On Monday, Ludwig hosts his weekly challenge Monday Window. I looked in my archives and kept coming across window pairs. Here are a few of them, taken in Brazil, Mont St-Michel (France), Amsterdam, and Germany.
Lens-Artists Photo Challenge #140 is called A Change of Scenery. This week’s host, Wandering Dawgs, says:
I have the honor of hosting this week’s Lens-Artists photo challenge. If you are able to do so, we are challenging you to get out and look for a change of scenery. You don’t have to go far from home. It can be in your neighborhood, town, or even a car ride away. Maybe there is a nearby park you haven’t been to in a while, or maybe you’ve been wanting to try a different route on your walk, run, or bike ride. If you are unable to get out right now, we’d love for you to browse through your archives to feature images from places you have visited in the past when you needed a change of scenery.
We have made a few day trips into the city of Chicago and out to the western and northern suburbs. Here are some “changes of scenery” that we experienced during the pandemic.
In April, we got into the car and just drove. We ended up in Woodstock, IL (where Groundhog Day was filmed). We turned right at this bridge to get to the town.
It was early in the pandemic and few people were out. Woodstock’s downtown has many historic buildings, including an opera house turned theater where musicals and plays are performed. This photo shows the historic town hall – the little building to the right was the original town hall!
In May and June, we visited natural wildlife areas, hoping to get some good photos of birds and other wildlife. We went to Cuba Marsh Forest Preserve twice.
We also went to Volo Bog wildlife preserve, but saw mostly frogs and some pretty flowers, including some wild irises.
In September, we drove out to the western suburbs to see a few places we had read about in the local newspaper. In Wheaton, we explored “Cantigny,” the estate of Col. Robert McCormick, named for Cantigny, France where McCormick had shown exceptional leadership and bravery during World War I. He and his wife are buried on the estate, above the scene of the gardens and pond.
The Inverness Town Hall is notable for the four silo-like towers that dwarf the building itself.
Twice in the fall we visited St. Charles for a sculpture park there. The first time it started to rain before we had seen all the sculptures, so we went back a second time. The main attraction is a sculpture of the Humpty Dumpty-like Mr. Eggwards, who sits on a stone fence alongside the park.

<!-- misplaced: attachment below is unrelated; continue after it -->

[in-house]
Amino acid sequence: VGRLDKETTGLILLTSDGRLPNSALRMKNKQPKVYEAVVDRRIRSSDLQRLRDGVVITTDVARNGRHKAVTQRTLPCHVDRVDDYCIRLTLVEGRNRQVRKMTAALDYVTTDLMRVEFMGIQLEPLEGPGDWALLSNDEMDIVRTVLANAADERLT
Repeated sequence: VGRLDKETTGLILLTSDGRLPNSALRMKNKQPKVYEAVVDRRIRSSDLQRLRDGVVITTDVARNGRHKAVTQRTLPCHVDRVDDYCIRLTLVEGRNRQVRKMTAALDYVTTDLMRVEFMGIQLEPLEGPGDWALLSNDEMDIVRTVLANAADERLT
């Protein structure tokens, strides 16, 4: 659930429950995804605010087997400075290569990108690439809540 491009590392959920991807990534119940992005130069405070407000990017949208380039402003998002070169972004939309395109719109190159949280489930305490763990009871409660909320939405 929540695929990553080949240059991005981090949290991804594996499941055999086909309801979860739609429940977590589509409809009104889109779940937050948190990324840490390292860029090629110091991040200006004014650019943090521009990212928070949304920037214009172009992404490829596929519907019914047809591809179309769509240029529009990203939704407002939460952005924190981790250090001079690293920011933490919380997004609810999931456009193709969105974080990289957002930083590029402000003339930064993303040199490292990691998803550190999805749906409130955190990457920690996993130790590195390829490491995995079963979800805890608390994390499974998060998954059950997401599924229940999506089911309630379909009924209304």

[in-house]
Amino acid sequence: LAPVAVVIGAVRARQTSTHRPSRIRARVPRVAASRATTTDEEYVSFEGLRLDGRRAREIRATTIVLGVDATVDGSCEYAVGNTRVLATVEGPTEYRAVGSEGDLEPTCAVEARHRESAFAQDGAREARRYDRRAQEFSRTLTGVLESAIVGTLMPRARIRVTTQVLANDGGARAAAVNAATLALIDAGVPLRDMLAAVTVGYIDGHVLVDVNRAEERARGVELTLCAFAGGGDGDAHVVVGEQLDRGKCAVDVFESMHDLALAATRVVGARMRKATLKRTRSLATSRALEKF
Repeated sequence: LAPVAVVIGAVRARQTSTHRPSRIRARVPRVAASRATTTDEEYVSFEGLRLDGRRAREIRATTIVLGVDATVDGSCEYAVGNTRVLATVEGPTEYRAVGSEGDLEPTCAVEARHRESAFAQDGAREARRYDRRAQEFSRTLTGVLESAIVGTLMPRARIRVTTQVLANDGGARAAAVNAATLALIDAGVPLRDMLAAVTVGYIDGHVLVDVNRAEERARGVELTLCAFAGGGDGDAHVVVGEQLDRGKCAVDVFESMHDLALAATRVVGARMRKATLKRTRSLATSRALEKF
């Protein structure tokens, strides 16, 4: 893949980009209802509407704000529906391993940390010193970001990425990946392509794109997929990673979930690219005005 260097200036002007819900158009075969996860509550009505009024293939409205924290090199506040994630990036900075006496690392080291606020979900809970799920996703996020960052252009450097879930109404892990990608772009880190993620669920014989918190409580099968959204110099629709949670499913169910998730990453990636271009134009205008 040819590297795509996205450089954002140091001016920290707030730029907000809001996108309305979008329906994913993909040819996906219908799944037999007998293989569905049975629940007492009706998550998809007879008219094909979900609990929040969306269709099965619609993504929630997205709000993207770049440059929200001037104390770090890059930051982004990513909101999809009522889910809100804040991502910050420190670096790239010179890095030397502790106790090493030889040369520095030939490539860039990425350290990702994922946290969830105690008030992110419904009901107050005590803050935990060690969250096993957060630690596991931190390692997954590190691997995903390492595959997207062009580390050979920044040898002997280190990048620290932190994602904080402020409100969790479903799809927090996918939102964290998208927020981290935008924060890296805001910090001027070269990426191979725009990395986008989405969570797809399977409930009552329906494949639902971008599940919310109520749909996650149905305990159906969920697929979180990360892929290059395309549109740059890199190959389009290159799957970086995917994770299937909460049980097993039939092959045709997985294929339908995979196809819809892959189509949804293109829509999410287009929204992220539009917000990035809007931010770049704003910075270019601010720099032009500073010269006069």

The Chicago Art Institute had reopened with an extended stay of a Monet exhibit, but we went on the one day of the week that it was closed! So we went to nearby Millennium Park instead, and took in the Art Institute on another day. Although it was a beautiful sunny day, we saw few people, because it was during the autumn surge of Covid-19. Most people were not venturing out in order to avoid crowds – which we avoided too, since there weren’t enough people there to be a crowd! Here is the famous “Bean,” our nickname for the Cloud Gate sculpture. Usually one can walk around and under it, but it was roped off.
Now that spring is here, we will soon be venturing out again to explore more of our environs. Since we are fully vaccinated, we may even risk a 2-3 day weekend trip!
Dale and I are getting ready to sell our house. We moved to a retirement community in August of 2019, and shortly afterward our daughter and son-in-law moved into our house. They have been renting, but are now ready to buy it. They have done a lot to fix the house UP. Part of this was transforming the rooms with their own décor, but there have been some plumbing problems, too, because it’s an old house. (Guess who had to pay for the plumbing upgrades???)
You might say our old house, built in 1924, is a fixer-UPper, and I have no doubt that if we had tried to sell the house on the market, we would probably have to do a lot more renovations than we are getting away with. So, in honor of old houses that are worth saving, my contribution to Becky’s Square Up challenge today is fixer-uppers.
If the people who live in these houses were trying to sell them, they would be considered fixer-uppers!
Below is another photo of this houseboat, which I couldn’t make square.
Years ago, there was a popular Masterpiece Theatre series called Upstairs, Downstairs, examining the lives of the British upper class (who lived upstairs) and their servants (who lived downstairs). The popularity of that series inspired more recent series on this subject, including Downton Abbey.
Those of us who had young children in the 1970s or later cannot have been completely ignorant of the popular children’s series Sesame Street. There was a silly series called “Monsterpiece Theatre” with a sketch entitled “Upstairs, Downstairs.” It showed the Muppet Grover climbing a staircase while a deep voice intoned, “Upstairs…” and as he went back down again said, “…Downstairs.” I think Sesame Street was made to appeal to parents as well as their children. Many of its sketches and songs have stuck in my mind to this day – and now my son is 35!
So even now, when I think about staircases, I can hear that voice in my mind, proclaiming in a serious, deep voice, “Upstairs…downstairs.”
So for Becky’s January Square photo challenge with the topic UP, here are some squares of stairs (hey, that rhymes!) going up.